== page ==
Royal Engineers in Freetown, Sierra Leone

Discussion in 'Royal Engineers' started by susancammas, Apr 12, 2018.

  1. susancammas

    susancammas Member

    Good morning

    I am searching for information concerning what my father could have been doing in Sierra Leone between May 1942 and April 1943. He was an officer in the Royal Engineers and served in SL from May 1942to April 1943.

    I have done a thorough search on internet and found some interesting information concerning the building of a harbour. It is attached.

    My question is this: does anyone know whether this harbour was actually built?

    Also, are there any Forum members who have a special interest in the Royal Engineers and who might be able to suggest what the RE’s would/might have been doing in Freetown between May 1942 and April 1943? What was going on that required the intervention of the RE’s?

    “From Britain, the first pause was at Freetown, where the shorter legged Atlantic liners and the coal burners required fuel and the whole convoy water, both boiler feed and potable. In fact, this enormous demand on the limited resources of Freetown was always a major problem leading both to delays in the troop convoys caused by the heavy demands upon labour in coaling ship, and in the homeward bound trade convoys by the depletion of coal stocks, which were shipped out from Britain. Water supplies were also a problem in that Freetown, while certainly not bereft of rainfall, possessed only minimal reservoir capacity which was very easily overwhelmed by large demands. Finally, Freetown was, basically, an anchorage where all supplies had to be loaded by hand from lighters (in the case of coal), or by water boats which were also in short supply.” (sorry can’t remember the source)

    So, SL was basically a fuelling /watering stop for the WS convoys which were in operation between 1940 and 1943 when the North African coast and Sicily had been cleared of the enemy and the passage of loaded troopships through the Suez Canal became possible and the WS convoys were cancelled.

    Any ideas will be very welcome.

    Kind regards

    Susan

    PS: I have a copy of Archie Munro’s “The Winston Specials - troopships via the cape 1940-1943” and would be happy to do lookups.

     

    Attached Files:

  2. Charley Fortnum

    Charley Fortnum Dreaming of Red Eagles

    Which field company was your father with?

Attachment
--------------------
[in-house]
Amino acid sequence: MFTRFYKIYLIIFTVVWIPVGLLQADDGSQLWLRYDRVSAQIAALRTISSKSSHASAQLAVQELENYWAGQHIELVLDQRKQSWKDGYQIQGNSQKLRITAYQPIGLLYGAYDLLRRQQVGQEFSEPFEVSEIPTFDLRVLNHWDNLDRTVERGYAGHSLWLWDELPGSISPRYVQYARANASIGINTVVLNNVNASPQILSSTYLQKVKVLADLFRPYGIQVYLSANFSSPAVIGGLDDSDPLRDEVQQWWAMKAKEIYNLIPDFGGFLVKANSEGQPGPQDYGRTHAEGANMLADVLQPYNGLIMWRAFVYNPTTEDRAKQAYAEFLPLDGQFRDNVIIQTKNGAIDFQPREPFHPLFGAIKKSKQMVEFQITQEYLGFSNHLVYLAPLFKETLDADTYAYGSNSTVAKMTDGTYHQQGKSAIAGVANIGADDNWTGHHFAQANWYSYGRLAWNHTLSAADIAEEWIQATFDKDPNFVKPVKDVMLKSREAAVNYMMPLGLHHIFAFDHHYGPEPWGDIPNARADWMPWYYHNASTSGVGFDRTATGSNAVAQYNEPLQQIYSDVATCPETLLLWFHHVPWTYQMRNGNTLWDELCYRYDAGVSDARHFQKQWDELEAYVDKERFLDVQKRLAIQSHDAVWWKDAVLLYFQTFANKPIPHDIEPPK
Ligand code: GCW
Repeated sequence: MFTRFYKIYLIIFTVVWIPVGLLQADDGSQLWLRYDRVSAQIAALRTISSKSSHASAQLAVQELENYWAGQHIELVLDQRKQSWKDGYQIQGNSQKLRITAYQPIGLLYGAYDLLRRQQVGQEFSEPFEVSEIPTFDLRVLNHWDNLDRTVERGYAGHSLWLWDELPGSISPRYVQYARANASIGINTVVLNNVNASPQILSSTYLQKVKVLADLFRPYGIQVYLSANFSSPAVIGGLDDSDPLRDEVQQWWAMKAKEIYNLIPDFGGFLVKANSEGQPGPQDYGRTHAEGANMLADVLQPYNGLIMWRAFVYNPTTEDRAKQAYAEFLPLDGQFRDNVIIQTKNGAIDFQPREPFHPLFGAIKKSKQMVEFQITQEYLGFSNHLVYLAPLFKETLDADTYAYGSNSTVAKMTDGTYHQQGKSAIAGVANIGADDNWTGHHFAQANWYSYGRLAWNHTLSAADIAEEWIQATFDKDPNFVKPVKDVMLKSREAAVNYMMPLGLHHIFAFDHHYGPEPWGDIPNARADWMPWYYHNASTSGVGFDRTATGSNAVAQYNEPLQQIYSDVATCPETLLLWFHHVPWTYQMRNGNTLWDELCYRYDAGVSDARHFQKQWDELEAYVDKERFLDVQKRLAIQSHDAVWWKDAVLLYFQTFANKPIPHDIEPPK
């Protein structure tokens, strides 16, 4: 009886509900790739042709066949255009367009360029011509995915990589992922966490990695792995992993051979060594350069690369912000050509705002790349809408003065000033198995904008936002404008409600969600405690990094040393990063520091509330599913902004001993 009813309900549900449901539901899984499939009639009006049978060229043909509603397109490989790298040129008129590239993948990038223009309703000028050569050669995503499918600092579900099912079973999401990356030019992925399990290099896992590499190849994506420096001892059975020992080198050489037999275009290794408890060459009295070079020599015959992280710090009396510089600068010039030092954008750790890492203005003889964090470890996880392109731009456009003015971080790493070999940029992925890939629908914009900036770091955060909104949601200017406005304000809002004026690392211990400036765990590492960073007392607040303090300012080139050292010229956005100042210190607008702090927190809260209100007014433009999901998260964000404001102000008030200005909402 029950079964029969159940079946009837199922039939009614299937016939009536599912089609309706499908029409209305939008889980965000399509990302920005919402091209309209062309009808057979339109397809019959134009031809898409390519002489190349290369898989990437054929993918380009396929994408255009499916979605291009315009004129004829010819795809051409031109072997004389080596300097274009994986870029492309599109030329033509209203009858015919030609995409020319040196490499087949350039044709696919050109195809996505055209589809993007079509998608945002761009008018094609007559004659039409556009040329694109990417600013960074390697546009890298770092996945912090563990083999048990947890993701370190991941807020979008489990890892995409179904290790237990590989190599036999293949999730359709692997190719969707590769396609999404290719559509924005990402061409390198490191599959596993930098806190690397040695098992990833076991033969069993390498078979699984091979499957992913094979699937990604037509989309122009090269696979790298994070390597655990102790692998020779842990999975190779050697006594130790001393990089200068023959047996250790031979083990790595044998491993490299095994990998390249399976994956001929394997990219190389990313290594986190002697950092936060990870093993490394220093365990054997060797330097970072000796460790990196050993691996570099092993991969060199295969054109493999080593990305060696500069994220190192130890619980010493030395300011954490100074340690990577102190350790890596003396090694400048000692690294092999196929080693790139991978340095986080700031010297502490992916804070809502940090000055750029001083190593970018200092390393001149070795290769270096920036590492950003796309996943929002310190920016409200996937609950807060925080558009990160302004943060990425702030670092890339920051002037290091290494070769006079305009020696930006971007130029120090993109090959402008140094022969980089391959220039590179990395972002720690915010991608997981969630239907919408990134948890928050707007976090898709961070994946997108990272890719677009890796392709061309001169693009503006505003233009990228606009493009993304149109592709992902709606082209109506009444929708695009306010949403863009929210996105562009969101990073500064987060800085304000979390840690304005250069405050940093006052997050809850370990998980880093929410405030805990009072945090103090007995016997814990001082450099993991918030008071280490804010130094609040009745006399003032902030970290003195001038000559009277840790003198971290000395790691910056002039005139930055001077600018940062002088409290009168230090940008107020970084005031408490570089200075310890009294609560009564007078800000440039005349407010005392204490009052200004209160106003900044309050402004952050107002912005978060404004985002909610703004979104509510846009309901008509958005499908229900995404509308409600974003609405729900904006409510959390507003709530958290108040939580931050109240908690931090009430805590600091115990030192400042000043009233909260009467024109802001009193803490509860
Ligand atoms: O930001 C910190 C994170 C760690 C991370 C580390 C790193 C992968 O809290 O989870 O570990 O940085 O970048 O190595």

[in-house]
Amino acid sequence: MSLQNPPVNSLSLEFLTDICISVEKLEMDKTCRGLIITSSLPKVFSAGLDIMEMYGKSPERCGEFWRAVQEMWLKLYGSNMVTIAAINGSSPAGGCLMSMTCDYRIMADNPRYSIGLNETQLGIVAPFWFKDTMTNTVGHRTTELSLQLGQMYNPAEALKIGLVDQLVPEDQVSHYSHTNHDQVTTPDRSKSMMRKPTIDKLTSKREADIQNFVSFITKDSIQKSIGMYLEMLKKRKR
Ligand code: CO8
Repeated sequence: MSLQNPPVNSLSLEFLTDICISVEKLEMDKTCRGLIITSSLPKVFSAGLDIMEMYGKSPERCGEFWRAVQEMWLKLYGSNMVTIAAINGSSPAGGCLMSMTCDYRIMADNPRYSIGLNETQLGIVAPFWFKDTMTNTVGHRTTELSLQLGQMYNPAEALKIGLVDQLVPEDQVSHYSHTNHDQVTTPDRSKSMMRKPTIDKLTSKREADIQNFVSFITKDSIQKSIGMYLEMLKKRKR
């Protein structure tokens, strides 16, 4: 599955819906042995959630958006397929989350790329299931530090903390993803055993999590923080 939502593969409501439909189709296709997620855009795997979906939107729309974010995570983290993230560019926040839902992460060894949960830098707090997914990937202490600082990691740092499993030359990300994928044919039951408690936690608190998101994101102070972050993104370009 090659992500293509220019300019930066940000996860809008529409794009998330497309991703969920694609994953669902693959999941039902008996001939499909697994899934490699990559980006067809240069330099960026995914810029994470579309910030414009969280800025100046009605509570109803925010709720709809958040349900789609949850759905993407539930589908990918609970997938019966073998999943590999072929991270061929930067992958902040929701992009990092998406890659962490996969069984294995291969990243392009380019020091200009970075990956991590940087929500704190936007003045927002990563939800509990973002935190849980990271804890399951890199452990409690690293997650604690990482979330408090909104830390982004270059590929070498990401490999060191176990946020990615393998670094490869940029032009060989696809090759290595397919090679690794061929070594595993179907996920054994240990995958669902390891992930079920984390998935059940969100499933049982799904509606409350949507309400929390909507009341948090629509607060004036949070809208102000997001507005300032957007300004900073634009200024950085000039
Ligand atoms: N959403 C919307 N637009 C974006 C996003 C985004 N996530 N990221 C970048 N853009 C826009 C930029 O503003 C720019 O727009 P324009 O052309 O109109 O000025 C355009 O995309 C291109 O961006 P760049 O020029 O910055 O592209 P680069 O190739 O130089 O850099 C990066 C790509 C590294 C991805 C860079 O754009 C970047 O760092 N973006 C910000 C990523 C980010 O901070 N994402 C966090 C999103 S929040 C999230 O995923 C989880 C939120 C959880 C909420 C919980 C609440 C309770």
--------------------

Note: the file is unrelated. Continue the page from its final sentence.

I ask as although almost all the material I have pertaining to Sierra Leone is (mid) 1940 to (mid) 1941, I do have some very sparce diaries for one field company (can't recall which) that was there at this time. It's possible that they stayed on after this period. Other than that, I do have a couple of general articles on Freetown/Sierr Leone in the war and will take a look at them when I am at home and see whether they mention engineering.
     
  3. Tullybrone

    Tullybrone Senior Member

    Hi,

    OP previously created a similar topic which contains a transcribed service record/chronology of service. The OP’s opening post in this new topic has also been contemporaneously posted on the previous thread.

    Help with RE service records and posting in Freetown

    Steve
     
    Last edited: Apr 12, 2018
  4. Charley Fortnum

    Charley Fortnum Dreaming of Red Eagles

    Thanks, Steve. I don't have any material directly relating to Artesan Works Companies, but I will check the other paperwork.

    It would probably be helpful if a mod could merge this thread into the previous one.
     
  5. Charley Fortnum

    Charley Fortnum Dreaming of Red Eagles

    I've searched all I have and turned up nothing of help about engineering. I did, however, read the document you uploaded that sketched the work done to the harbour in 1942 and wondered whether this map might be of use [Click to expand]

    freetown_1947_full.jpg

    Note the area around 6923939, the south-west corner of the King Tom Peninsula: 'Engineering Works'.

    I can't find anything else that might correspond with the list of proposed developments in your document.

    From all I've seen, it was a pretty busy harbour with a lot of arrivals, departures and comparatively short stays from naval vessels:

    Freetown Harbour.jpg
     
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  6. Tricky Dicky

    Tricky Dicky Re member

    Its an interestimg memoire of time in Freetown, you may gain something from it

    World War II Memories, Arthur James Humphreys

    Also - Sierra Leone Government Railway - Wikipedia
    World War II
    The railways assumed increased importance in World War II. Apart from moving mineral resources from the interior to the coast, the railway was also important in supporting fighting in North Africa. Fighter aircraft were shipped to the end of the line, where they were assembled and flown on to Egypt.

    My guess would be that into 1943 after the landings in North Africa (Operation Torch) they didn't need to have the facilites in Freetown to supply the military in the western part of North Africa, so the wind down began

    TD
     
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  7. PackRat

    PackRat Well-Known Member

    Just as an aside, this is a watercolour sketch of the harbour by the war artist Anthony Gross, who sailed on WS14 and stopped over in Freetown in December 1941.

    Freetown.jpg

    The Landing Pier, Freetown from the 'Convoy' series, 1941 - 1942
    A crowded landing pier in a busy harbour, where cargo is being lifted from boats and people are disembarking. In the background the sea is packed with sailing vessels. (Imperial War Museum collection)

    My grandfather was on WS15, sailing on the Strathmore. I've got the lay-over dates and mention of the attack by U-402 from Lieutenant Commander Arnold Hague's records (his 'Background to the WS Convoys' article is the source of the quote you posted, from www.naval-history.net), but does your book have any interesting titbits on WS15 or the Strathmore by any chance?
     
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  8. Charley Fortnum

    Charley Fortnum Dreaming of Red Eagles

    Splendid.

    The same artist did a series of sketches of 4th Indian Division.
     
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  9. susancammas

    susancammas Member

    Good evening - I'm not at home at the moment, PackRso can't check the Archie Munro book, but will do when I get back at the end of next week.
     
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  10. susancammas

    susancammas Member